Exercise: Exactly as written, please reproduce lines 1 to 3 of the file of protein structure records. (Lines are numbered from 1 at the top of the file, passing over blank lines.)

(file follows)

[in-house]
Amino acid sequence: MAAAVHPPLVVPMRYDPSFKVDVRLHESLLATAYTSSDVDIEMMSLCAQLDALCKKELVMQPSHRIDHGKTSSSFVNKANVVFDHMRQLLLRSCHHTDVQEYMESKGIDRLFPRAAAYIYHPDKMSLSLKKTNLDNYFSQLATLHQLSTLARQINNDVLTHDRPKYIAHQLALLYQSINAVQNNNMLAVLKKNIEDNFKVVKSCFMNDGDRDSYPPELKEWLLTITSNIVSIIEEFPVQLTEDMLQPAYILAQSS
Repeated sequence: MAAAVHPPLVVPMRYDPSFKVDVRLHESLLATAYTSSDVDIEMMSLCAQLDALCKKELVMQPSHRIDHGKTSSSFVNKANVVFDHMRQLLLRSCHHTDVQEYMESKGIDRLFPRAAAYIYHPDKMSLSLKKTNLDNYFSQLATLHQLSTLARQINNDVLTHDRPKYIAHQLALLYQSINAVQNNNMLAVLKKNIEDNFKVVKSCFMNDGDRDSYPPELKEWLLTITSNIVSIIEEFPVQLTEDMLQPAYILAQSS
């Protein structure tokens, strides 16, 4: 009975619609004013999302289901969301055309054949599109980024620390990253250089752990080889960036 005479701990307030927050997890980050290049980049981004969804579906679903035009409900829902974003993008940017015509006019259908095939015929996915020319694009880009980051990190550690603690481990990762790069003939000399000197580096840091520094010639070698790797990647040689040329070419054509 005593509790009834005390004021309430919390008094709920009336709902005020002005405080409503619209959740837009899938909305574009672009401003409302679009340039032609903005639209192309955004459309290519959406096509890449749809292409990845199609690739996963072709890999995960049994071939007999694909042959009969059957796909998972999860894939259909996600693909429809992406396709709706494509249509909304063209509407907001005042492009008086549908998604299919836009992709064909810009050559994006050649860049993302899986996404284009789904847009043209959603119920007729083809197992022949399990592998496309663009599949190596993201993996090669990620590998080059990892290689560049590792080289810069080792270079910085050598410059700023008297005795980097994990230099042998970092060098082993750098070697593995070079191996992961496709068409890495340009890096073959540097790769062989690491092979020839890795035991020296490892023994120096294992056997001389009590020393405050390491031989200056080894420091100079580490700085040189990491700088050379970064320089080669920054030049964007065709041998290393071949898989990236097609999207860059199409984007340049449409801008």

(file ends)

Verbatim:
[in-house]
Amino acid sequence: MAAAVHPPLVVPMRYDPSFKVDVRLHESLLATAYTSSDVDIEMMSLCAQLDALCKKELVMQPSHRIDHGKTSSSFVNKANVVFDHMRQLLLRSCHHTDVQEYMESKGIDRLFPRAAAYIYHPDKMSLSLKKTNLDNYFSQLATLHQLSTLARQINNDVLTHDRPKYIAHQLALLYQSINAVQNNNMLAVLKKNIEDNFKVVKSCFMNDGDRDSYPPELKEWLLTITSNIVSIIEEFPVQLTEDMLQPAYILAQSS
Repeated sequence: MAAAVHPPLVVPMRYDPSFKVDVRLHESLLATAYTSSDVDIEMMSLCAQLDALCKKELVMQPSHRIDHGKTSSSFVNKANVVFDHMRQLLLRSCHHTDVQEYMESKGIDRLFPRAAAYIYHPDKMSLSLKKTNLDNYFSQLATLHQLSTLARQINNDVLTHDRPKYIAHQLALLYQSINAVQNNNMLAVLKKNIEDNFKVVKSCFMNDGDRDSYPPELKEWLLTITSNIVSIIEEFPVQLTEDMLQPAYILAQSS